Phyllis Schlafly, a prominent social conservative leader for decades, has passed away
The 1970's-era ERA foe died at 92
Phyllis Schlafly, a prominent anti-feminist and early leader of the social conservative movement, died Monday at the age of 92 at her home in St. Louis.
Schlafly, an outspoken voice against the liberalism of the 1960’s and 1970’s, was a towering figure in what emerged as the modern religious right. Her death was confirmed by the Eagle Forum, the Missouri-based advocacy organization she led.
“Her focus from her earliest days until her final ones was protecting the family, which she understood as the building block of life. She recognized America as the greatest political embodiment of those values,” the statement read. “From military superiority and defense to immigration and trade; from unborn life to the nuclear family and parenthood, Phyllis Schlafly was a courageous and articulate voice for common sense and traditional values.”
Schlafly was most well-known for her work fighting the Equal Rights Amendment in the 1970’s, emerging as one of the leading female critics of the feminist movement.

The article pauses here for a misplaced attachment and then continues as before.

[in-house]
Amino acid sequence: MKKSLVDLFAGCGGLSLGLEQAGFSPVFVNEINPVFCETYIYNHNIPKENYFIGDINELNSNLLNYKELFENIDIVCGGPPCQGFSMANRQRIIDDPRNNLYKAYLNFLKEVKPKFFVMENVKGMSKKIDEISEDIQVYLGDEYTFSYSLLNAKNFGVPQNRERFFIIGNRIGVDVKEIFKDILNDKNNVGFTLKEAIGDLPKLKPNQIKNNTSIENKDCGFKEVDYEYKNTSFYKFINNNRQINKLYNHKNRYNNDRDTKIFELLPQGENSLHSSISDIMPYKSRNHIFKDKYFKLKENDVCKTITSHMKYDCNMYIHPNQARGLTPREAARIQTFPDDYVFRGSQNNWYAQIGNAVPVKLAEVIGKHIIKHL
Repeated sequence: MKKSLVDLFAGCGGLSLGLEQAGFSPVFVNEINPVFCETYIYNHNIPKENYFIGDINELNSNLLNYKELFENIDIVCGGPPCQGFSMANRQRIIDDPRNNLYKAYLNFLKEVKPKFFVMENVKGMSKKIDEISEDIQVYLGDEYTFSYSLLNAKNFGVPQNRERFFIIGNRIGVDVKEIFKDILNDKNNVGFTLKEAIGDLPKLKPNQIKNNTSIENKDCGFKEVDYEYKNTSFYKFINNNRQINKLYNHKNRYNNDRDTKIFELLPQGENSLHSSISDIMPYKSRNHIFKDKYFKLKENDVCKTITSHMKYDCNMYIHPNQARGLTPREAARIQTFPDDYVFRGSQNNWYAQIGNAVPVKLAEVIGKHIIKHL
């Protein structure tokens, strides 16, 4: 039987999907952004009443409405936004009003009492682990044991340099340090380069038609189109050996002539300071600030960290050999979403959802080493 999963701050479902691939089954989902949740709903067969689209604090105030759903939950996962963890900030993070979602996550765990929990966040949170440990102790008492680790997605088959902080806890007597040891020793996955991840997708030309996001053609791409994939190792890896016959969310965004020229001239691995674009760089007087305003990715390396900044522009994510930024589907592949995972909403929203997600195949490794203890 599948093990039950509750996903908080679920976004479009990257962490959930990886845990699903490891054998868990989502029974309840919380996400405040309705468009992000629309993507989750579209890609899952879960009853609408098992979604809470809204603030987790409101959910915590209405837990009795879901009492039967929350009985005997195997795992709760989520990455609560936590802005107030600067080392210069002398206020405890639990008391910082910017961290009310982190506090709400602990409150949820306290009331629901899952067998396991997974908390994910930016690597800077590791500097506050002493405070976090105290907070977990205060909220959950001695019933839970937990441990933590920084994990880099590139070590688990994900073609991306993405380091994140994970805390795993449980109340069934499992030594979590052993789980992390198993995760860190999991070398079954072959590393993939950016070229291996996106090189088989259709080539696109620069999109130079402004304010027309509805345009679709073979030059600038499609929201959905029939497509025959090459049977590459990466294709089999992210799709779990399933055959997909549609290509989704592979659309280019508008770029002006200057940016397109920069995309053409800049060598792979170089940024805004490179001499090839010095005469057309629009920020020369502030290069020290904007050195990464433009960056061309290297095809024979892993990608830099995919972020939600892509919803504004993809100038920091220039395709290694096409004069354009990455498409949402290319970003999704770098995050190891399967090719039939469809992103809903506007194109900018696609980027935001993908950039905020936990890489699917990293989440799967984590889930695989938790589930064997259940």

Schlafly, until her death, remained in the political arena and recently made the case for electing Donald Trump president. On Monday night the Republican nominee eulogized Schlafly in a statement.
“Phyllis Schlafly is a conservative icon who led millions to action, reshaped the conservative movement, and fearlessly battled globalism and the ‘kingmakers’ on behalf of America’s workers and families,” Trump said. “I was honored to spend time with her during this campaign as she waged one more great battle for national sovereignty.”